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The Senate Tax Reform Division has begun looking at bills that would broaden the sales tax base and possibly allow the sales tax rate to be reduced.
(Published Jan 22, 2013)
The Senate Tax Reform Division of the Taxes Committee considered several bills last week that would broaden the state’s sales tax base. Included in the discussions were SF 9, a bill that would limit the clothing sales tax exemption to the first $200 of any article of clothing, and SF 11 a bill that would eliminate the clothing sales tax exemption entirely and replace it with an income tax refund system.
A third bill, SF 35, would extend the sales tax to products that are digitally delivered, including music, movies, television shows, electronic games, greeting cards, and books.
All of the bills are authored by the chair of the Tax Reform Division, Sen. Ann Rest (DFL-New Hope).
Under SF 9, the first $200 of the sales price of any article of clothing is exempt. The bill defines clothing as “all human wearing apparel suitable for general use.” According to the Minnesota Department of Revenue, Massachusetts currently applies its sales tax to articles of clothing in excess of $175 while New York applies its sales tax to articles of clothing in excess of $110. At this time, the department is unable to estimate the impact of the $200 limit on the state’s general fund revenues.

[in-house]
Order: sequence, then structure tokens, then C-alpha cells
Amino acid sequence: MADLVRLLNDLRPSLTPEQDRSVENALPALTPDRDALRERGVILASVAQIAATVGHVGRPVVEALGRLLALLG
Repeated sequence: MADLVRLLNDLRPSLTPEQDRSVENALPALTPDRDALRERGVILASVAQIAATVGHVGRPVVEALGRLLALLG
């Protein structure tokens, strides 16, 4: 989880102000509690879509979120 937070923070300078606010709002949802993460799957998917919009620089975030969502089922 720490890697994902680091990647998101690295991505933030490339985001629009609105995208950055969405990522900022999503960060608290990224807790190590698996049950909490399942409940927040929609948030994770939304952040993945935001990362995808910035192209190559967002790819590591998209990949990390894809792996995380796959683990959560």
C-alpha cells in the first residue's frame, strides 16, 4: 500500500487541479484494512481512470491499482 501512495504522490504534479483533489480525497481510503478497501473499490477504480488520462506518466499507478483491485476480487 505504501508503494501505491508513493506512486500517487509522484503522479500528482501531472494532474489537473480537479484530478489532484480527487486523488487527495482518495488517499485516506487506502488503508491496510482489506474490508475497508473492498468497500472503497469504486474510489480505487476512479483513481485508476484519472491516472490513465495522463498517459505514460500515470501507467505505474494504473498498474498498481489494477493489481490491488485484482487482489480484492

SF 9 includes language that will reduce the state sales tax rate, but because the revenue impact of the bill has not yet been estimated, the bill as introduced does not specify the new sales tax rate.
Under SF 11, the existing exemption for clothing would be fully repealed, essentially subjecting almost all clothing sales to the state sales tax. Individuals would be able to claim a refundable credit when they file their income tax refund in the following year. Under the bill, the current state sales tax rate would be reduced from 6.875 percent to 6.51 percent. That rate reduction is essentially revenue neutral after the clothing income tax refund, which is estimated to cost $41.6 million in the first year.
The third bill, SF 35, which would subject many digital goods—including music, movies, television shows, electronic games, greeting cards, and books—to a tax, initially included a general sales tax rate reduction. However, in an amendment offered in committee, Sen. Rest removed the rate reduction language from the bill. The revenue analysis for that bill indicated that the state would collect roughly $6.4 million in the first year of implementation.
Under these bills, cities could see several impacts. Given that cities must pay the state sales tax on many purchased items, any associated sales tax rate reduction might reduce the overall cost of the sales tax on city purchases. Of course, if a city purchases clothing items that are currently exempt, the provisions in these two bills would, to a degree, increase the city’s sales tax liability.
The governor’s budget recommendations are also expected to include some modernization and expansion of the state’s sales tax base.
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Contact Gary Carlson
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